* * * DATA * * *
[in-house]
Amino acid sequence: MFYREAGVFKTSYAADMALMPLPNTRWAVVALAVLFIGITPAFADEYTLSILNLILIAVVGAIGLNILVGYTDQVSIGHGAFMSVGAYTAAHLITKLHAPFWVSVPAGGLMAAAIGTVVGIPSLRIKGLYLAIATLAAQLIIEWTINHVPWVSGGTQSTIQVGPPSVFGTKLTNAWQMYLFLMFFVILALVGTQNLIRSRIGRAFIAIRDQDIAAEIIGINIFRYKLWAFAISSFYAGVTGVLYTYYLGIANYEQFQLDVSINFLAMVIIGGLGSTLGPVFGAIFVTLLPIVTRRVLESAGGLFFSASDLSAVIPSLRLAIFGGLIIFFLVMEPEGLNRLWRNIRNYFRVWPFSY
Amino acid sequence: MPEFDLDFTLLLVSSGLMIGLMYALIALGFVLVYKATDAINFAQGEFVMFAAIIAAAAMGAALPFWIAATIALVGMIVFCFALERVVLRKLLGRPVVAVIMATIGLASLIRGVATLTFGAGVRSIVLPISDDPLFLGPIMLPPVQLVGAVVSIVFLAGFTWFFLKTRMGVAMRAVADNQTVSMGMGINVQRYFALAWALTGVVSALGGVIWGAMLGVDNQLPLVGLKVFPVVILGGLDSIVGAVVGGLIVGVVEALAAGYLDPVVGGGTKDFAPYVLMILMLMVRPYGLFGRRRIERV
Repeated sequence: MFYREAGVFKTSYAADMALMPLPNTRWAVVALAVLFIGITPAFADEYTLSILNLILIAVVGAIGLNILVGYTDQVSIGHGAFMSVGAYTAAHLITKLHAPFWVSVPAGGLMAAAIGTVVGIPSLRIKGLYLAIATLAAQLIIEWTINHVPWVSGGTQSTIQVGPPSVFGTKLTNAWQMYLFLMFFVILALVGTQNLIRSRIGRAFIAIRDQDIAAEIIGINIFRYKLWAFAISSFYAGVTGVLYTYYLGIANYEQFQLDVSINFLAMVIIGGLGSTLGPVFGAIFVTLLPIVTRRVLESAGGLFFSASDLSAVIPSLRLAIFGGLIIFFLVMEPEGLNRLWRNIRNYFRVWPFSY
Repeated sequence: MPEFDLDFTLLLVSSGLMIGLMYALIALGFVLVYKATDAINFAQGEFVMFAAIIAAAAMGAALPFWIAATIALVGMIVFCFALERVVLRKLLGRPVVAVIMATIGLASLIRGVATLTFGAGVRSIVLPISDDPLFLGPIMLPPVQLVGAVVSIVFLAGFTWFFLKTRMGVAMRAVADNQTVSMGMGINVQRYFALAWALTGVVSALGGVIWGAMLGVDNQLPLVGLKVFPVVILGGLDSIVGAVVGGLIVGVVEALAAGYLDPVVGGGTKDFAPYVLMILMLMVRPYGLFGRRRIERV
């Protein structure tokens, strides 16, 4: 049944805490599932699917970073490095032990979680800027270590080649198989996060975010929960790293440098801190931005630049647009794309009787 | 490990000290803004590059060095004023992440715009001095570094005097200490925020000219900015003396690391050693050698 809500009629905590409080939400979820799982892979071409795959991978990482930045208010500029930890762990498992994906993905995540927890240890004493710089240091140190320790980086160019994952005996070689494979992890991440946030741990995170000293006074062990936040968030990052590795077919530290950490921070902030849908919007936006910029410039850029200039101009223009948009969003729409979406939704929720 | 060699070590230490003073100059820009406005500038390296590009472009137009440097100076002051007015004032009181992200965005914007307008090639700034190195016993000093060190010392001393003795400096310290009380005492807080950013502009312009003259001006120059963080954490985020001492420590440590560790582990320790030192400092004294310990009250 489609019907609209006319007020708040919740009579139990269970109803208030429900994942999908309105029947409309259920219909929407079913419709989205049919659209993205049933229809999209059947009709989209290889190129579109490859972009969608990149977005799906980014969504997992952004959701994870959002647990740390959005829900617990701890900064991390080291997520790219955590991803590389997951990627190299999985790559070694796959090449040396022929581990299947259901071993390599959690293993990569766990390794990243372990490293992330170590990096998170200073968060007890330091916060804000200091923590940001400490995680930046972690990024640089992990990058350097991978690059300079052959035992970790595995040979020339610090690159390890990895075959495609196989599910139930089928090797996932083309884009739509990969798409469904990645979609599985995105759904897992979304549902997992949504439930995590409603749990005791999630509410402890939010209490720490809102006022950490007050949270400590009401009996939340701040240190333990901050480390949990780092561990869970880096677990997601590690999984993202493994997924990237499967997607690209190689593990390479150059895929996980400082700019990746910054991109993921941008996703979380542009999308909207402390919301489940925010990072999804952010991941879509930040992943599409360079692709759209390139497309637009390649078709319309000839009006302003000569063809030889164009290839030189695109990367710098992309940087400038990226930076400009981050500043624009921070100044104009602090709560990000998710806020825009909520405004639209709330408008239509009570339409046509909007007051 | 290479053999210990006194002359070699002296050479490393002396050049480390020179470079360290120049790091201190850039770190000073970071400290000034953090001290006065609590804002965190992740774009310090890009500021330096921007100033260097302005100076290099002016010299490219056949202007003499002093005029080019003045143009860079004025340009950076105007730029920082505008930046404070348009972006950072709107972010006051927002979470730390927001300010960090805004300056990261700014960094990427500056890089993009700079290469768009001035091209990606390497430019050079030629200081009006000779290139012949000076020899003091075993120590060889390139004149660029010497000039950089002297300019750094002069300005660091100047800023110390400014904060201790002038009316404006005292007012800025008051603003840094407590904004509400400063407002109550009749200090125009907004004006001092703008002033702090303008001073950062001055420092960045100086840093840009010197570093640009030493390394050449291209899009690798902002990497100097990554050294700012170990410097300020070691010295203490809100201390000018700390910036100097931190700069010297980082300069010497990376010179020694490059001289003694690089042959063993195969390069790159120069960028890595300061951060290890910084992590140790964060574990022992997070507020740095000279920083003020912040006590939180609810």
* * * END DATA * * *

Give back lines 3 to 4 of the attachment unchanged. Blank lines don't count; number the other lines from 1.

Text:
Amino acid sequence: MPEFDLDFTLLLVSSGLMIGLMYALIALGFVLVYKATDAINFAQGEFVMFAAIIAAAAMGAALPFWIAATIALVGMIVFCFALERVVLRKLLGRPVVAVIMATIGLASLIRGVATLTFGAGVRSIVLPISDDPLFLGPIMLPPVQLVGAVVSIVFLAGFTWFFLKTRMGVAMRAVADNQTVSMGMGINVQRYFALAWALTGVVSALGGVIWGAMLGVDNQLPLVGLKVFPVVILGGLDSIVGAVVGGLIVGVVEALAAGYLDPVVGGGTKDFAPYVLMILMLMVRPYGLFGRRRIERV
Repeated sequence: MFYREAGVFKTSYAADMALMPLPNTRWAVVALAVLFIGITPAFADEYTLSILNLILIAVVGAIGLNILVGYTDQVSIGHGAFMSVGAYTAAHLITKLHAPFWVSVPAGGLMAAAIGTVVGIPSLRIKGLYLAIATLAAQLIIEWTINHVPWVSGGTQSTIQVGPPSVFGTKLTNAWQMYLFLMFFVILALVGTQNLIRSRIGRAFIAIRDQDIAAEIIGINIFRYKLWAFAISSFYAGVTGVLYTYYLGIANYEQFQLDVSINFLAMVIIGGLGSTLGPVFGAIFVTLLPIVTRRVLESAGGLFFSASDLSAVIPSLRLAIFGGLIIFFLVMEPEGLNRLWRNIRNYFRVWPFSY